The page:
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Investing 101

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As a youngster, I never once considered my sports card collection as an investment. I’d lay down two quarters for a pack of Pro Set football cards and pass the day pouring over the stats. It didn’t matter what is was worth, if I liked the card I’d put it in a binder, if not, it went into a box. It was a boy’s hobby, not an investment.

My first “investment” in sports cards came in 1998, the summer Mark McGwire and Sammy Sosa were chasing Maris’ record of 61 home runs. The homerun chase didn’t just captivate the baseball world, it captivated an entire nation. Every where you looked you saw McGwire and Sosa (and Ken Griffey Jr., who hung strong until September). Hobby and Retail stores had a hard time keeping McGwire and Sosa merchandise on the shelves. With $80 saved up from cutting grass and washing cars all summer, I took the money to the local hobby shop and plunked it down for a 1985 Topps Mark McGwire USA rookie card.

Even though it took me the entire summer to earn that $80, I looked at the purchase as an investment. The shop owner had casually mentioned that a few years earlier, during McGwire’s 1993-94 injury-riddled seasons, the card was selling for $5. The home run chase had increased his rookie card value 1600%. With the prospect of him breaking the home run record, I drooled at the prospect of how much that card was going to increase in value over the coming years, as his career home run total headed towards 500 and beyond.

As the old saying goes, “500 and the Hall will come a knocking.” Okay, I made that old saying up, but you get my point. Every time a McGwire homer left the ball park, his RC increased in value. And I wanted in on that investment.

“This may put me through college,” I thought as I gave the man my $80.

Well, it’s 12 years later and I’d be lucky to get $20 for that card. The only schooling that card will pay for is a babysitting class down at the YMCA. However, I did learn a valuable lesson in using sports cards as an investment: never buy in when the players popularity is at an all-time high.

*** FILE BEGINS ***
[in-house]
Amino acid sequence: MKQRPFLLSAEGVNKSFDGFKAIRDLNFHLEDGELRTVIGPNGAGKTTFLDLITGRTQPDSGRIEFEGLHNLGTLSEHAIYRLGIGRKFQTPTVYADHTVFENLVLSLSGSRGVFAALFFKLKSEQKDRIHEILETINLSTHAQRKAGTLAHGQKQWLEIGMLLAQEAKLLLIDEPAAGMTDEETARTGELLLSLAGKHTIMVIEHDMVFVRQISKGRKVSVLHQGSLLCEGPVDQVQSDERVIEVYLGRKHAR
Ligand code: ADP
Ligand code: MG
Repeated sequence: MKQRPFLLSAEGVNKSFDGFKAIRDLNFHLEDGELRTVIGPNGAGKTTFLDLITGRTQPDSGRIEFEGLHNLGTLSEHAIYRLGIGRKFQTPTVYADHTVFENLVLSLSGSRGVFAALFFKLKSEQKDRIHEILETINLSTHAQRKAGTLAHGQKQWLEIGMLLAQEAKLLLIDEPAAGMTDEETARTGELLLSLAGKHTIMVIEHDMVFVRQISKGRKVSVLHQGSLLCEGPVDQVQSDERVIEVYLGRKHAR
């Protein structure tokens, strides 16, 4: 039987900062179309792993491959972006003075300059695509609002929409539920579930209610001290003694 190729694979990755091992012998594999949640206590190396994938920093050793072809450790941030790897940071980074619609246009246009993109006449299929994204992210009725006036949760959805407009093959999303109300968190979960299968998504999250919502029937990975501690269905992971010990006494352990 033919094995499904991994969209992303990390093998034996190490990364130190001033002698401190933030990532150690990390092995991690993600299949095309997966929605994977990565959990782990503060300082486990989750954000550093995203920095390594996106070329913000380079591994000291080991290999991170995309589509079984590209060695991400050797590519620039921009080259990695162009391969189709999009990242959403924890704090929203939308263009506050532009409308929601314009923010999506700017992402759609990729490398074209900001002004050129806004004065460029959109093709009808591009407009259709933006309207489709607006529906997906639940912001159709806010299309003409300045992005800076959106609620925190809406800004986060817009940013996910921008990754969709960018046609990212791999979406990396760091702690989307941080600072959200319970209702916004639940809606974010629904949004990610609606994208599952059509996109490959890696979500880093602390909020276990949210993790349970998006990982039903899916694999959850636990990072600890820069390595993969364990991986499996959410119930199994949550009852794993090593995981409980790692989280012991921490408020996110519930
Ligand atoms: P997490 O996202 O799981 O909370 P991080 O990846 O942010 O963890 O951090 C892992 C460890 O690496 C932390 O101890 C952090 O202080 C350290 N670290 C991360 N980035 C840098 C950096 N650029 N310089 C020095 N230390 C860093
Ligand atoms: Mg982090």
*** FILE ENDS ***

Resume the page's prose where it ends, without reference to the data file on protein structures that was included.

When the economy turned sour in October 2008 and the ensuing financial crisis began, I, like many other Americans, started hoarding my money. The monthly 6% that usually went into the stock market was now put into my savings account. I skimped on the luxuries and managed to make out like a bandit.

However, the recession cost many people their jobs and as a result, many ‘collectors’ were forced to sell off their stuff at bargain prices, just to make ends meet. Autographed Ted Williams baseballs were selling for $100, high end rookie cards for 10% of their book value and memorabilia was being sold for “best offer.” Ebay and Craigslist was, and still is, flooded with sports memorabilia on the cheap.

And as a result, the investment aspect of sports memorabilia took hold. As the stock market continues to fluctuate, money spent in the hobby continues to hold strong. A Ted Williams autographed baseball will always holds it’s value, as does a myriad of other items. As long as the player is a Hall of Famer, your money is safe in the market. Just be leery, especially with the steroid scandal that looms with a dark cloud, of players who have yet to make the Hall of Fame.

In these desperate times, however, always be cautious when purchasing autographed memorabilia. Make sure they come from a reputable seller who has been in the business for several years. Any shyster with a printer can make up a Certificate of Authenticity. I made the mistake of purchasing an autographed Warren Spahn baseball from a shady seller and it didn’t pass authentication. It was a worse investment than the McGwire rookie card.

There are good deals out there to be found. A friend of mine bought a box of baseball cards from an older lady for $200 on Craigslist, a box filled with baseball cards from the 50’s. He made his money back after selling just one Mickey Mantle card. I wouldn’t be surprised if he makes a few thousand dollars off the purchase. Perez-Steele postcards are popping up left and right, some as low as $20 authenticated. And never underestimate the autographed baseball, a staple of the memorabilia hobby, many selling for as low as half their book value.

There are other options to investing than just stocks and bonds. When you buy a share of IBM, you don’t get to see it, but an autographed Perez-Steele of Joe DiMaggio can be hung on the wall. And when it comes to investing, it’s important to diversify: put some money into stocks and bonds, and some into Wes Stock and Barry Bonds…or not. Just don’t forgot my McGwire mistake!
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